Logically speaking, wireless headsets should be a lot more comfortable compared to wired ones. Not only is there an absence of wires that get tangled up with everything else on your desk, but the overall weight distribution is improved. Since there is no wire dangling on one side, you don’t have to worry about accidentally yanking your headset (and glasses) off.
However, there is more to this than just convenience. Wired headphones have traditionally boasted superior audio quality since they can transfer more data. And the signal is less susceptible to interference when compared to radio waves on a wireless band.
If you’re an audiophile who listens to a lot of music, you’re better off with a wired headset. However, for gaming, the audio quality provided by decent wireless headsets is more than sufficient. I should inform you that these premium wireless gaming headsets from popular brands tend to cost a lot more than their wired counterparts.
Frequently Asked Questions
Q: How to know if a headset is built well?
A: Look for things like metal frames, stitched padding, etc. Read online reviews from verified customers, and examine the design of key areas such as hinges.
Q: I want to turn my regular headset into a gaming headset, can I attach a microphone to it?
A: Yes, there are external microphone modules that can be attached to your existing headset. One of the finest examples is the ModMic from Antlion. It is expensive but provides far better audio quality than the built-in microphones you find on gaming headsets.
Q: How long can a gaming headset last?
A: Depends on how well it’s built, and the frequency of usage. If you use this headset as your daily driver, meaning everything from gaming to music and movies, it should last around 1.5 to 2 years. A well-built headset with a metal frame can last much longer. Usually, it’s the pads and earcups that go down before the frame and audio drivers.
Q: Over-ear or On-ear?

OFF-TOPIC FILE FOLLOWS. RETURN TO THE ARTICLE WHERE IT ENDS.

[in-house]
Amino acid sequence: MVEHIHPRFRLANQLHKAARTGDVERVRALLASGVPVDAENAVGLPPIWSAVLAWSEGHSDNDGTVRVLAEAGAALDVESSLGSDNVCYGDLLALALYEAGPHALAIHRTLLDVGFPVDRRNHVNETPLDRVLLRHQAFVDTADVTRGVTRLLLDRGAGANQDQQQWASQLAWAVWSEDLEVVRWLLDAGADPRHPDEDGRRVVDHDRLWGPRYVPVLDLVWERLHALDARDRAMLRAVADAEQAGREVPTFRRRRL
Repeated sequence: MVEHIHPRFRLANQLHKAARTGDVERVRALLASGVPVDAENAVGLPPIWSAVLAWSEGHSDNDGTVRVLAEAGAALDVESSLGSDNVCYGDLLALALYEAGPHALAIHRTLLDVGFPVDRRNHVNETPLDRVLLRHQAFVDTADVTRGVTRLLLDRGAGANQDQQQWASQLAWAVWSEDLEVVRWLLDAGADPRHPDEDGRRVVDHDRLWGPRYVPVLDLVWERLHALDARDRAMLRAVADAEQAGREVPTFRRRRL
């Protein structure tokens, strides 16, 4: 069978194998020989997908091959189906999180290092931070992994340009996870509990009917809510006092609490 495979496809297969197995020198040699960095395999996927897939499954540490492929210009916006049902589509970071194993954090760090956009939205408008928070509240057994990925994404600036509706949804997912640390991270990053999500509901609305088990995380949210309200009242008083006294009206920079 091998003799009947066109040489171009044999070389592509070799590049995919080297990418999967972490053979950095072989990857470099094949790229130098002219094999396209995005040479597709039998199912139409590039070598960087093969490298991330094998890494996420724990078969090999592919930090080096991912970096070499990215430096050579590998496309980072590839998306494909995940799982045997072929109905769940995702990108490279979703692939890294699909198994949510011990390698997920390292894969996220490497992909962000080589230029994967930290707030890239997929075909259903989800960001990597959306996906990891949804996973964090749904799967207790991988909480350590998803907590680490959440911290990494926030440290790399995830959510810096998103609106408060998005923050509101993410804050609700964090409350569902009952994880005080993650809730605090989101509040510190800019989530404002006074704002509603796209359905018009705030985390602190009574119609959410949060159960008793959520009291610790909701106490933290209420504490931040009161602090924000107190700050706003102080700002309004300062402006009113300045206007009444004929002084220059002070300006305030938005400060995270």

A: If you’re wearing glasses, Over-ear headsets are far better. On-ear headsets have small cups that rest on your ear, pushing into it. This, in turn, will press the arms of your glasses into the sides of your head.
Q: What type of cushion should the headset have?
A: The two most common materials used are foam and leather. Leather can be real or fake, on gaming headsets it’s usually the latter. Ideally, you want a memory foam cushion.
Memory foam conforms to the contours of your ear and shapes itself around the arms of your glasses instead of pressing down on them. But if you want breathability, you’re better off getting a velour pad.
To summarize, the best gaming headset for glasses is one that combines comfort with good audio and mic quality. Comfort is achieved through a light design that utilizes memory foam/ velour pads. Memory foam ear cushions are the best since they curve around the frame of your glasses, instead of pressing into them.
Velour pads, however, are superior for hotter areas and for gaming during summer. They are more breathable, but they also absorb sweat so you need to clean them periodically. You should also pay attention to the headband design.
Low clamping force is better because more pressure on the sides of your head is a bad idea if you wear glasses. For headbands, there are two designs- suspension and conventional. Suspension bands have a flexible soft strap that sits on your head, supported by 2 springy bands on the top.